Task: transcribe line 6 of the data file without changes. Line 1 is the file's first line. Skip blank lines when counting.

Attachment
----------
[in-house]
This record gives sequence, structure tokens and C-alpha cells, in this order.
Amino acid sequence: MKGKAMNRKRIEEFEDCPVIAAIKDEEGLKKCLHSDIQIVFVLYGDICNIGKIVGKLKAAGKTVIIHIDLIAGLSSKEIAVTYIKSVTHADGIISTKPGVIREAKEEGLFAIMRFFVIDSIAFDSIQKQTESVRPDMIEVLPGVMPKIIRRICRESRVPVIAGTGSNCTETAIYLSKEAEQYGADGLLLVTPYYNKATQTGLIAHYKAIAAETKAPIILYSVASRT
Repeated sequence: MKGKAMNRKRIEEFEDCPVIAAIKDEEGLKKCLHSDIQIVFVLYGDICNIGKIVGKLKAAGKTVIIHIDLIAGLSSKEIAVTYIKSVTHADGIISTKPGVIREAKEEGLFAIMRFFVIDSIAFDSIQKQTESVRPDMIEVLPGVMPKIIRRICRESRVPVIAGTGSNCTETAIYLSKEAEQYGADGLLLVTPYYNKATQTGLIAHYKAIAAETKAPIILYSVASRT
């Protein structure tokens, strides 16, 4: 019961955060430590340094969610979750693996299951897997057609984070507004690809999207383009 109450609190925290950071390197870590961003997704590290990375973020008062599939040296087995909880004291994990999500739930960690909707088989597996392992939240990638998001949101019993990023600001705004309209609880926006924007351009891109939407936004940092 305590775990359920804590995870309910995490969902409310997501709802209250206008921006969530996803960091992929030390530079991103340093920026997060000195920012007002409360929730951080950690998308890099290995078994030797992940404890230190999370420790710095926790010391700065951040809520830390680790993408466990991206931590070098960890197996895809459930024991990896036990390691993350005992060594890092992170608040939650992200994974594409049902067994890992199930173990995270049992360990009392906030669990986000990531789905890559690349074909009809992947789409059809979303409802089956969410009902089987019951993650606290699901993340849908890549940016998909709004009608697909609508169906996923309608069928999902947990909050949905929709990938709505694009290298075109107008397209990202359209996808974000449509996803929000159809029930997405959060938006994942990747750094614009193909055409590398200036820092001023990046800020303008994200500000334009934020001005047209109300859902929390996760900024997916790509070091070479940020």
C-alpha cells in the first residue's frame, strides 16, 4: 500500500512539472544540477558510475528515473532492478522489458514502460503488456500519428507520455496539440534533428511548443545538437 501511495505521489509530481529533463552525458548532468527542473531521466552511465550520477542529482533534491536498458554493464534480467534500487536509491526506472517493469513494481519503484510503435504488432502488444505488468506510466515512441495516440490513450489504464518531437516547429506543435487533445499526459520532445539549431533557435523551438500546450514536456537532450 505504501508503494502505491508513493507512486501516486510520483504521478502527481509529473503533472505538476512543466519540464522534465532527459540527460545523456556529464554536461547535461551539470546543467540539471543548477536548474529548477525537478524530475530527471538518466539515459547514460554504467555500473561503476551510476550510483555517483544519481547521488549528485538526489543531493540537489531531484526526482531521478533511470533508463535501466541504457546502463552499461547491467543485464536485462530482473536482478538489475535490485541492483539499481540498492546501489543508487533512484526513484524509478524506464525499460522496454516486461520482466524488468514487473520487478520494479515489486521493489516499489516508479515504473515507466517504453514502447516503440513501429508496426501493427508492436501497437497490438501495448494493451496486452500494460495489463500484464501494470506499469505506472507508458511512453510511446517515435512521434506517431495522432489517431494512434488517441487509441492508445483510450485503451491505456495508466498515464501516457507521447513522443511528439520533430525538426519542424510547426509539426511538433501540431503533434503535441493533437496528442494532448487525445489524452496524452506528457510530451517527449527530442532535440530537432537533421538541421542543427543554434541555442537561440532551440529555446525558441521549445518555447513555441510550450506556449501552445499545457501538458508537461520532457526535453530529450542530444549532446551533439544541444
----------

C-alpha cells in the first residue's frame, strides 16, 4: 500500500512539472544540477558510475528515473532492478522489458514502460503488456500519428507520455496539440534533428511548443545538437 501511495505521489509530481529533463552525458548532468527542473531521466552511465550520477542529482533534491536498458554493464534480467534500487536509491526506472517493469513494481519503484510503435504488432502488444505488468506510466515512441495516440490513450489504464518531437516547429506543435487533445499526459520532445539549431533557435523551438500546450514536456537532450 505504501508503494502505491508513493507512486501516486510520483504521478502527481509529473503533472505538476512543466519540464522534465532527459540527460545523456556529464554536461547535461551539470546543467540539471543548477536548474529548477525537478524530475530527471538518466539515459547514460554504467555500473561503476551510476550510483555517483544519481547521488549528485538526489543531493540537489531531484526526482531521478533511470533508463535501466541504457546502463552499461547491467543485464536485462530482473536482478538489475535490485541492483539499481540498492546501489543508487533512484526513484524509478524506464525499460522496454516486461520482466524488468514487473520487478520494479515489486521493489516499489516508479515504473515507466517504453514502447516503440513501429508496426501493427508492436501497437497490438501495448494493451496486452500494460495489463500484464501494470506499469505506472507508458511512453510511446517515435512521434506517431495522432489517431494512434488517441487509441492508445483510450485503451491505456495508466498515464501516457507521447513522443511528439520533430525538426519542424510547426509539426511538433501540431503533434503535441493533437496528442494532448487525445489524452496524452506528457510530451517527449527530442532535440530537432537533421538541421542543427543554434541555442537561440532551440529555446525558441521549445518555447513555441510550450506556449501552445499545457501538458508537461520532457526535453530529450542530444549532446551533439544541444